Now in its 24th year, the winners were awarded on Friday evening at the preview, and were selected by the ladies of Blackmore Vale Division of the Arts Society.
William Montgomery took the top prize for his bronzes ‘Fox’ and ‘Kudu’ with Peter Hazard taking second and Sharon Hutchings third.
Here they are pictured with their work, Isabel and some of the judges.
The show, in the new Milking Parlour Gallery, is open from now until the 14th of December, Tuesday to Saturday, 11 until 3.
Thank you so much to all the artists who entered their work and of course to the judges, Sheila Williams, Jill de Bretton Gordon and Penny Brentall, for their time.
Photos courtesy of Sally Evans Photography
Ceramics, collage and creatures exploding, exploring and expiring in the Milking Parlour….this intriguing show brings together the work of David Burns and Mary Tambini for the first time; in a conversation that begins in the cradle of civilisation and ends in planetary implosion at our own hands. Open until 26 November, Tuesday-Saturday, 11-3, it’s a must see.
Having been already familiar with David’s work curator, Deanne Tremlett, on being invited to visit Mary in her studio said:
“From the moment I visited Mary’s studio in Childe Okeford I knew I had to get her in a room with David. There is something fragile here and yet deeply grounded in a collective cultural consciousness.”
She felt that here was a conversation to be had – and here it is.
Mary researched this latest work on a visit to Kurdistan, where images 1000s of years old were the inspiration for the distilled motifs threaded throughout the work. It is a beautiful body of collage and ceramic sculpture with a collective feeling of cultural substance.
David has this to say about his recent work:
“The 11-year ticking clock in which to fix climate change and global warming has led me to respond with the present pots. The way humanity has squandered the resources of the planet we live on for what? Gain is only a relative term, some of the least affected by technology would seem to have a more carefree, healthy lifestyle than the likes of those making a financial killing by killing themselves.
I see the bowls as various versions of the cosmic black hole relentlessly sucking in everything in its path, all the trappings of success and achievement in the modern view going at light speed down the toilet to who knows where. It could be argued by the kinder folk amongst us that our present predicament is due to everyone not firstly understanding our planet home and secondly thinking that because things in the old days changed grindingly slowly it would always be so. Some would say”it’s not about misunderstanding and ignorance” but a pure, couldn’t care less attitude. Human beings are far too smart for their own good.
Surprising then that precious few have seen the writing on the wall. Possibly a condition of having a knowledge base that starts at zero and ends at zero point one.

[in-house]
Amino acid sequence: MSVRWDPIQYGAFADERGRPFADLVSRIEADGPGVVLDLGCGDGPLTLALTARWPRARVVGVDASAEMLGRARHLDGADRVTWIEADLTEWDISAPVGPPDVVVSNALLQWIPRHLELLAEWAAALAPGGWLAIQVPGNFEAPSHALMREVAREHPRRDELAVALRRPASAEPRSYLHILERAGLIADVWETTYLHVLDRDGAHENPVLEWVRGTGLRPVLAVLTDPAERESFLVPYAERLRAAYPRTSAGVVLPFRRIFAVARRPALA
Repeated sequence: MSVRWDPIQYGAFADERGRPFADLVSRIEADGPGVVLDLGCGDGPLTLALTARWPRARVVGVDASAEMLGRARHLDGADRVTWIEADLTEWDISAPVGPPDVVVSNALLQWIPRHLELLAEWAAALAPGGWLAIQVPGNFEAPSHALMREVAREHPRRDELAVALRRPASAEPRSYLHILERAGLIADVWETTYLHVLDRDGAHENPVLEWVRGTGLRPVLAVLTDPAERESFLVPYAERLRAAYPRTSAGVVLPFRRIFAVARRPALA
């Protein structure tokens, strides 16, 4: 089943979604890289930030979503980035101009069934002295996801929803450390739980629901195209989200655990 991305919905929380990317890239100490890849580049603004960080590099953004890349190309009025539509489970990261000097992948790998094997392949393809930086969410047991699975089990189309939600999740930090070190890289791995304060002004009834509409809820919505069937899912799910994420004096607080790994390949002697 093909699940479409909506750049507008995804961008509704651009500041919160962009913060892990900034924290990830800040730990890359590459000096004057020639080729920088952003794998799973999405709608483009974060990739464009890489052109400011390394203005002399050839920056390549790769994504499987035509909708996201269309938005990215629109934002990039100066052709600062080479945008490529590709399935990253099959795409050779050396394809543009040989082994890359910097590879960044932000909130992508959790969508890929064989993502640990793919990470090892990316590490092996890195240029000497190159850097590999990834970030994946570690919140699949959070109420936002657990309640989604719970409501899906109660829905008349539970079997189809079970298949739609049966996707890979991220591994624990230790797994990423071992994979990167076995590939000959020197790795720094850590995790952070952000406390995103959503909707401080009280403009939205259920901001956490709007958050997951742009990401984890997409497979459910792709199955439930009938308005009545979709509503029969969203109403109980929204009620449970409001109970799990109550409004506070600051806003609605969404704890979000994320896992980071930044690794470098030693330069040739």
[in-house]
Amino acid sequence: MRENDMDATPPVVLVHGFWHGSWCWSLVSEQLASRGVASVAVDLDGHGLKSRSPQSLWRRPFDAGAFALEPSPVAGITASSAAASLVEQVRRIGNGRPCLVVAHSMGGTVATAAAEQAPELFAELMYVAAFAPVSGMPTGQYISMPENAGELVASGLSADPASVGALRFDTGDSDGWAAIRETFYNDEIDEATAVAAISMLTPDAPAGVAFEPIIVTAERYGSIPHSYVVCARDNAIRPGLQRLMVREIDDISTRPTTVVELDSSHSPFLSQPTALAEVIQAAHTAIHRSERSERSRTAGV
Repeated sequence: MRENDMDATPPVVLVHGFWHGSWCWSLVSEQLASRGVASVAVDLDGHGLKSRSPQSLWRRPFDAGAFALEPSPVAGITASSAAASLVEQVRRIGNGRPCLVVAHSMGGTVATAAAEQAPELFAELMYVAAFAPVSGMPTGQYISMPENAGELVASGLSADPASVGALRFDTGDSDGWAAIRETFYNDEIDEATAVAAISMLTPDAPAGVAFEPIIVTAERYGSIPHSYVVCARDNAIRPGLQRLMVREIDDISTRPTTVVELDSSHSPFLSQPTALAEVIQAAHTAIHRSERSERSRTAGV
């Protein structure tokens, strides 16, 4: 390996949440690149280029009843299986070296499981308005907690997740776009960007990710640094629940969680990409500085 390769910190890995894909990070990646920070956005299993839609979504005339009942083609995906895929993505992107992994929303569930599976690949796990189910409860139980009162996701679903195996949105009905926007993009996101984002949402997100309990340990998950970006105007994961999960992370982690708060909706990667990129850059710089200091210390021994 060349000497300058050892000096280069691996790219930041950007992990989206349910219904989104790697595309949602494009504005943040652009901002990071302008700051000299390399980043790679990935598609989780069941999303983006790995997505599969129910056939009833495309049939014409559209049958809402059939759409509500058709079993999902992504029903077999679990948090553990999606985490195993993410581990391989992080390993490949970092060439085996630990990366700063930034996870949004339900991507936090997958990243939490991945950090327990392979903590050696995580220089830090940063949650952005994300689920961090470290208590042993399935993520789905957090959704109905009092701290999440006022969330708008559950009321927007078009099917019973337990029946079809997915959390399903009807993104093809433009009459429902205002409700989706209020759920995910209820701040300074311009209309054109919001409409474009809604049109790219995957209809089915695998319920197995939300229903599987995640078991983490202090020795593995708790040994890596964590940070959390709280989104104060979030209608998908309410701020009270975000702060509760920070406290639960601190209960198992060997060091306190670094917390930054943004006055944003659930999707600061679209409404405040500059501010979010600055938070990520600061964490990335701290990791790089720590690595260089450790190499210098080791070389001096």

Over time I have collected various different textured surfaces that are used in combinations on the bowls. They are made into press mouls and combined with thrown surfaces to produce the outside of the bowls complementing the interior pattern. I then use combinations of keys, coins, other metal objects and broken porcelain dolls to create the final images. My direction and ethos to highlight the effects of global warming, climate change, degeneration and decay are thus integrated into the work. I use many unconventional methods and materials to create the surfaces I require by adding brick dust, fibre and ground glass into my clay bodies firing them in different temperatures and atmospheres.”
A very successful opening night for Alex Williams [seen here in the grey jacket] in the Milking Parlour Gallery. We feel privileged that Alex created these new works specifically for our new gallery space and it was particularly gratifying that so many works sold on the first night.
Alex trained at St Martin’s School of Art and The University of Wales. He became an art teacher, later Head of Art, at schools in Hertfordshire before moving to Hay-on-Wye to set up his design and print studio. Moving to the Welsh Border country in the late 1970’s was catalytic in his development as a painter of farm landscapes, animals, buildings and agriculture.
His work was widely exhibited in the UK and Alex then moved to Los Angeles for three years, exhibiting there and undertaking commissions for Tom Jones and Jackson Browne as well as for magazines and companies.
His images have been widely used in Tableware and Fine Bone China, Limited Edition Prints and Greetings Cards.
His versatility also extends to numerous TV appearances as artist and art teacher, in Australia as well as in the UK. He has exhibited widely in both individual and group shows and his work is in many public and private collections;
The National Museum of Wales has purchased a number of his landscapes of the Welsh Borders and he has collaborated very successful with the National Trust on a range of products.
His recent show at The Fosse, “Only the Lonely” brought together his love of “Period Rock” (his term) and the lives of farming folk their live stock and rambling buildings.
Alex’s work can be seen up until the 2nd of November, the gallery is open from 11 until 3, Tuesday to Saturday.